Postcards Home: Legislative intern Mark Simon on his solo journey to Juneau
by Kathleen McCoy |
PART 1: FROM ANCHORAGE TO HAINES
Tribulations are subjective. While I am about to spend the next few months writing about the knowledge and adventure of working in the Alaska Legislature, I will almost certainly be talking about some of the hardships. I want to assure you that I know I am still in a fantastic position, doing work I have wanted to do for years. So when I say, "Getting to Juneau was incredibly hard," know that I realize many have gone through more taxing experiences.
My trip to Juneau was difficult in two ways. One, of course, being the sheer distance I needed to cover. My journey started in Kirkland, WA, where my parents moved when I went to college.
Landing back in Anchorage after a five-hour flight, most travelers would choose to go home and sleep. Unfortunately, I had no home to go to. I had already moved out of my apartment before the holidays so that I could hit the ground running once I got back to Alaska. And so, after many airborne hours wedged between a man who smelled like cheese and a young girl who kept humming "Let It Go," I jumped into my freezing car, paid $300 for parking and hit the road.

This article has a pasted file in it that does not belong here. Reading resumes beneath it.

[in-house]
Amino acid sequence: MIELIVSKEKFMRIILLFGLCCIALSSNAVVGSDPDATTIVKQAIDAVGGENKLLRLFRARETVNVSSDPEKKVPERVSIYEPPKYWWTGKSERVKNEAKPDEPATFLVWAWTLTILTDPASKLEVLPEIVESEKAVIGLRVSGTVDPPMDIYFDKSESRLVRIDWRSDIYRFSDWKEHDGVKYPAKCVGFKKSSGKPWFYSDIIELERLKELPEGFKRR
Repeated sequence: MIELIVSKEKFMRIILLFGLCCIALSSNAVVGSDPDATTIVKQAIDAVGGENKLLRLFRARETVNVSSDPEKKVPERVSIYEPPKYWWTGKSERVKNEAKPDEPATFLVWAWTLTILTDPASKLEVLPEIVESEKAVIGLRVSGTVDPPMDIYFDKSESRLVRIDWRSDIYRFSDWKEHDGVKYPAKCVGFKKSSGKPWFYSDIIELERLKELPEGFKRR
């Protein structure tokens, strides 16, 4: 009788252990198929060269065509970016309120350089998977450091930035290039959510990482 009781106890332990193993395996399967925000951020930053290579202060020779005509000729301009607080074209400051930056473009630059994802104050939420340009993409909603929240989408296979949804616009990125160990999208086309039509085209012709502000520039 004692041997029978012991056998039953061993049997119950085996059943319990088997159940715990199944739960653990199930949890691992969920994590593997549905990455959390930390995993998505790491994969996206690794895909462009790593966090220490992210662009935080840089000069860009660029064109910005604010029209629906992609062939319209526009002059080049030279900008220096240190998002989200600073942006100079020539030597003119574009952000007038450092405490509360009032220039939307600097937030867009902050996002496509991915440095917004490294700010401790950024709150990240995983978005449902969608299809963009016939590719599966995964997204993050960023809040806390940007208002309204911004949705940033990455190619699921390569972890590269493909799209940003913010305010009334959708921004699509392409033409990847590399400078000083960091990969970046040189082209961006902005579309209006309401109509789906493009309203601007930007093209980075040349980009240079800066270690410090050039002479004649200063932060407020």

The first stop was Palmer, my hometown. I stopped off at the local Fred Meyers, which was closed because sane people do not do their grocery shopping at midnight. In that cold, wind-swept parking lot, I opened the back of my car and removed everything I own in the world. I needed to repack my suitcases into the car in a way that allowed me to see out the right side of my car. This required some organizing.
So there I was, with all my earthly possessions sitting in the middle of a grocery store parking lot. If my life were more poetic, I would have gathered them up into a pile and set fire to symbolize letting go of the past. But I have always been more practical then poetic, so my possessions simply went back into the car in a "neat" manner.
With my car now more tightly packed then a can of sardines, I found a nice parking lot to sleep in, since most hotels will not rent to a 'homeless' 20-year-old.
PART 2: SURVIVING AS A HARBOR SEAL
With morning came the familiar silhouette of the mountains that surround my hometown like a massive granite hug. After running a few errands and picking up two boxes of granola bars which would stand as a thin line between myself and any auto-cannibalistic urges that could come while secluded in the middle of the Alaska wilderness, I set off for my first stop of the day, Glennallen.